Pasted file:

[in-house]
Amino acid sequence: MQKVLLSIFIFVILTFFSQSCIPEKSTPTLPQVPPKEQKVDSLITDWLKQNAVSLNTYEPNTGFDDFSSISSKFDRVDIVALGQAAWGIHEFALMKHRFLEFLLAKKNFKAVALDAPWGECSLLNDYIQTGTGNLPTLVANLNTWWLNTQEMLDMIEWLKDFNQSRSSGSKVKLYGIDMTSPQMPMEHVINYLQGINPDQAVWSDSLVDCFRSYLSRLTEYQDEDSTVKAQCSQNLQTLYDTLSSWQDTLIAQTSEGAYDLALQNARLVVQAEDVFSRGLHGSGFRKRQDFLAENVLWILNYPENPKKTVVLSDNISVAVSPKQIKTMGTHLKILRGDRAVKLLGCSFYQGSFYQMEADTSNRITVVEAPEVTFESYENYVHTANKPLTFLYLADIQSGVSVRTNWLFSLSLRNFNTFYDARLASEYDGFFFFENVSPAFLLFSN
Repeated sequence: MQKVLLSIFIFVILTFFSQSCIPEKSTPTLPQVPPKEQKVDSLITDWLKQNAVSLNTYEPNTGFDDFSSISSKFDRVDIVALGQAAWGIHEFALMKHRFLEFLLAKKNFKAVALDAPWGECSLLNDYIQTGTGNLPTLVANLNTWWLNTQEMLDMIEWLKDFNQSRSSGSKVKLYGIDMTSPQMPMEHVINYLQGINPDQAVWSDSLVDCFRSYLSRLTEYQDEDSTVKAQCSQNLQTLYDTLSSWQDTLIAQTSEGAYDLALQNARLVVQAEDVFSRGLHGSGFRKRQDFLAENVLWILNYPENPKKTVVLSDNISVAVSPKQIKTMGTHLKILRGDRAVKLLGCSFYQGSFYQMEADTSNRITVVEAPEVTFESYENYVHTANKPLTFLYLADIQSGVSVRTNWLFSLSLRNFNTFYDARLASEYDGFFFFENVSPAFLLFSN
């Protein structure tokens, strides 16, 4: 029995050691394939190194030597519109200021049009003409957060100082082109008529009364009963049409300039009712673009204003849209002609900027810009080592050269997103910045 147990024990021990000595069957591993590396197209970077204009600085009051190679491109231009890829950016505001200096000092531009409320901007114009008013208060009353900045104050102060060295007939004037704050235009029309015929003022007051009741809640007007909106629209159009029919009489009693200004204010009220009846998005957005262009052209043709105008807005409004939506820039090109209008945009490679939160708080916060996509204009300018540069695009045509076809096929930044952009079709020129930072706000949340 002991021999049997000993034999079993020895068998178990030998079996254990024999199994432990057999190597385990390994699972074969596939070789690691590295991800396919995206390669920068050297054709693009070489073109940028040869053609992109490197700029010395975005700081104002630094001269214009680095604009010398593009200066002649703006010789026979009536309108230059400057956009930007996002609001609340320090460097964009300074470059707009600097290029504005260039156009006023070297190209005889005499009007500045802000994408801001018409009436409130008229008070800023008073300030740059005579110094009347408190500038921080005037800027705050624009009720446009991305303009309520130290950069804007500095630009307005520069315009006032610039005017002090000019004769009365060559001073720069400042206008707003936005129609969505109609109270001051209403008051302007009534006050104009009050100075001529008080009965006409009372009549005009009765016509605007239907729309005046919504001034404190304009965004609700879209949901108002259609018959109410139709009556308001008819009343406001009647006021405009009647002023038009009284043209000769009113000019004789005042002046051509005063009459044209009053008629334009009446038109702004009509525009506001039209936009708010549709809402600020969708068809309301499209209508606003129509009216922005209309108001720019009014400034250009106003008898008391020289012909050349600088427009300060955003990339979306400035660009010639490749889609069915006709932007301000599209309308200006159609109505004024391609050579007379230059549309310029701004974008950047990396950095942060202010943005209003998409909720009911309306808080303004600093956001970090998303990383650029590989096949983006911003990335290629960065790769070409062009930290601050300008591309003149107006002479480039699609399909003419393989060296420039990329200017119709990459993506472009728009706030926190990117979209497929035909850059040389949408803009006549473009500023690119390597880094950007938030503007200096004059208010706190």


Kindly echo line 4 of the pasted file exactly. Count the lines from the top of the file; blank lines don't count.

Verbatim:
């Protein structure tokens, strides 16, 4: 029995050691394939190194030597519109200021049009003409957060100082082109008529009364009963049409300039009712673009204003849209002609900027810009080592050269997103910045 147990024990021990000595069957591993590396197209970077204009600085009051190679491109231009890829950016505001200096000092531009409320901007114009008013208060009353900045104050102060060295007939004037704050235009029309015929003022007051009741809640007007909106629209159009029919009489009693200004204010009220009846998005957005262009052209043709105008807005409004939506820039090109209008945009490679939160708080916060996509204009300018540069695009045509076809096929930044952009079709020129930072706000949340 002991021999049997000993034999079993020895068998178990030998079996254990024999199994432990057999190597385990390994699972074969596939070789690691590295991800396919995206390669920068050297054709693009070489073109940028040869053609992109490197700029010395975005700081104002630094001269214009680095604009010398593009200066002649703006010789026979009536309108230059400057956009930007996002609001609340320090460097964009300074470059707009600097290029504005260039156009006023070297190209005889005499009007500045802000994408801001018409009436409130008229008070800023008073300030740059005579110094009347408190500038921080005037800027705050624009009720446009991305303009309520130290950069804007500095630009307005520069315009006032610039005017002090000019004769009365060559001073720069400042206008707003936005129609969505109609109270001051209403008051302007009534006050104009009050100075001529008080009965006409009372009549005009009765016509605007239907729309005046919504001034404190304009965004609700879209949901108002259609018959109410139709009556308001008819009343406001009647006021405009009647002023038009009284043209000769009113000019004789005042002046051509005063009459044209009053008629334009009446038109702004009509525009506001039209936009708010549709809402600020969708068809309301499209209508606003129509009216922005209309108001720019009014400034250009106003008898008391020289012909050349600088427009300060955003990339979306400035660009010639490749889609069915006709932007301000599209309308200006159609109505004024391609050579007379230059549309310029701004974008950047990396950095942060202010943005209003998409909720009911309306808080303004600093956001970090998303990383650029590989096949983006911003990335290629960065790769070409062009930290601050300008591309003149107006002479480039699609399909003419393989060296420039990329200017119709990459993506472009728009706030926190990117979209497929035909850059040389949408803009006549473009500023690119390597880094950007938030503007200096004059208010706190």